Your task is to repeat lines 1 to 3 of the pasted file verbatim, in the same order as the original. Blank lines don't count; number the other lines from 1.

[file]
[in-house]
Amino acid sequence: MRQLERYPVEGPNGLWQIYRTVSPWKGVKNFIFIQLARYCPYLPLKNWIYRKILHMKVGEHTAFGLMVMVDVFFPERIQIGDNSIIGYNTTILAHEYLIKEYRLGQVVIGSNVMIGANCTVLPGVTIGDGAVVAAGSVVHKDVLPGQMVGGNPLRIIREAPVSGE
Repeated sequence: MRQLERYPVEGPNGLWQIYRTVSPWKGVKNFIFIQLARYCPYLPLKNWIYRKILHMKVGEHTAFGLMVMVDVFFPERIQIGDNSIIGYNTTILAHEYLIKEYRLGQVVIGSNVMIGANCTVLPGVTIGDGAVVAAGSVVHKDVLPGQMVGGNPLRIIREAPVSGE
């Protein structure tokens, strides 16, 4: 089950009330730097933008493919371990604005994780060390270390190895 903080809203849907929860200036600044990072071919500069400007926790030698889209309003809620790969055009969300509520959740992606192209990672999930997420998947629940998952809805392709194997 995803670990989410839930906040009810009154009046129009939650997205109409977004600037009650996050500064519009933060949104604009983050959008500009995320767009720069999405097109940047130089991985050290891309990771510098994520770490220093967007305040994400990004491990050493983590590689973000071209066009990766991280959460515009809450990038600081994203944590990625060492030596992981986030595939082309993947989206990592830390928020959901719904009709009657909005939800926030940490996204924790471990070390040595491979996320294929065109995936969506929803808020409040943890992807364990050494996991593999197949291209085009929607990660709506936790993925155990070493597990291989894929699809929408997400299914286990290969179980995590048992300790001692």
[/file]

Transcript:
[in-house]
Amino acid sequence: MRQLERYPVEGPNGLWQIYRTVSPWKGVKNFIFIQLARYCPYLPLKNWIYRKILHMKVGEHTAFGLMVMVDVFFPERIQIGDNSIIGYNTTILAHEYLIKEYRLGQVVIGSNVMIGANCTVLPGVTIGDGAVVAAGSVVHKDVLPGQMVGGNPLRIIREAPVSGE
Repeated sequence: MRQLERYPVEGPNGLWQIYRTVSPWKGVKNFIFIQLARYCPYLPLKNWIYRKILHMKVGEHTAFGLMVMVDVFFPERIQIGDNSIIGYNTTILAHEYLIKEYRLGQVVIGSNVMIGANCTVLPGVTIGDGAVVAAGSVVHKDVLPGQMVGGNPLRIIREAPVSGE